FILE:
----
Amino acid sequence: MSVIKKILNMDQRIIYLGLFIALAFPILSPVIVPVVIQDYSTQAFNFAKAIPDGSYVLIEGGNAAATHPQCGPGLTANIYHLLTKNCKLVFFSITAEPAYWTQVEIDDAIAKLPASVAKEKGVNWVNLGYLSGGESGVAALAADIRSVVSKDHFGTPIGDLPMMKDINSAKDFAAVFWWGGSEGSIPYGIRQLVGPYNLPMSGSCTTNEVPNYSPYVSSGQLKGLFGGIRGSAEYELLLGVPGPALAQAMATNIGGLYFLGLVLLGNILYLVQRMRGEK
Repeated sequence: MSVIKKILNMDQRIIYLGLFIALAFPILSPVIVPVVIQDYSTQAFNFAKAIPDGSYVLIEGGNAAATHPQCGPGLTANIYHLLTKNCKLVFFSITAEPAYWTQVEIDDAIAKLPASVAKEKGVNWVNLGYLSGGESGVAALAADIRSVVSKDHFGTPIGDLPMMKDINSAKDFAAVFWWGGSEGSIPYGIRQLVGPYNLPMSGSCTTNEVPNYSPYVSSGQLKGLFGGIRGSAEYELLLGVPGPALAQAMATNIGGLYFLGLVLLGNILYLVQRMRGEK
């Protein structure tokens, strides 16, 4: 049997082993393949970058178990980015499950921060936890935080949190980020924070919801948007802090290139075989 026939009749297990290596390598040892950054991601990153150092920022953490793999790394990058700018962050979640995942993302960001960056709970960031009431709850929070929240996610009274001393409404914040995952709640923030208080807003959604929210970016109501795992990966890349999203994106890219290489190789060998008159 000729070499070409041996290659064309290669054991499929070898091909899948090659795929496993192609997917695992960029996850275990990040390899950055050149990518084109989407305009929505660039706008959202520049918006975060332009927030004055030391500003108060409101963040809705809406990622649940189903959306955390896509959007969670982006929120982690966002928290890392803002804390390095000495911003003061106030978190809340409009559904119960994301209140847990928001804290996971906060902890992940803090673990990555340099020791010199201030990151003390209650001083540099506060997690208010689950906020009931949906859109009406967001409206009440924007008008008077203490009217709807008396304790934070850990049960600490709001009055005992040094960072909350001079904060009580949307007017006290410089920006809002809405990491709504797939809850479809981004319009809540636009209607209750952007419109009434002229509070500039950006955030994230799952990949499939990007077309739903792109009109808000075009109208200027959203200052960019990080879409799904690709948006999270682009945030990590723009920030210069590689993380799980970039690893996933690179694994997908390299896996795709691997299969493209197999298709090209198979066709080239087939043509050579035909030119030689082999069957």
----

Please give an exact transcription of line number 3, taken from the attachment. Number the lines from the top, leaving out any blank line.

């Protein structure tokens, strides 16, 4: 049997082993393949970058178990980015499950921060936890935080949190980020924070919801948007802090290139075989 026939009749297990290596390598040892950054991601990153150092920022953490793999790394990058700018962050979640995942993302960001960056709970960031009431709850929070929240996610009274001393409404914040995952709640923030208080807003959604929210970016109501795992990966890349999203994106890219290489190789060998008159 000729070499070409041996290659064309290669054991499929070898091909899948090659795929496993192609997917695992960029996850275990990040390899950055050149990518084109989407305009929505660039706008959202520049918006975060332009927030004055030391500003108060409101963040809705809406990622649940189903959306955390896509959007969670982006929120982690966002928290890392803002804390390095000495911003003061106030978190809340409009559904119960994301209140847990928001804290996971906060902890992940803090673990990555340099020791010199201030990151003390209650001083540099506060997690208010689950906020009931949906859109009406967001409206009440924007008008008077203490009217709807008396304790934070850990049960600490709001009055005992040094960072909350001079904060009580949307007017006290410089920006809002809405990491709504797939809850479809981004319009809540636009209607209750952007419109009434002229509070500039950006955030994230799952990949499939990007077309739903792109009109808000075009109208200027959203200052960019990080879409799904690709948006999270682009945030990590723009920030210069590689993380799980970039690893996933690179694994997908390299896996795709691997299969493209197999298709090209198979066709080239087939043509050579035909030119030689082999069957």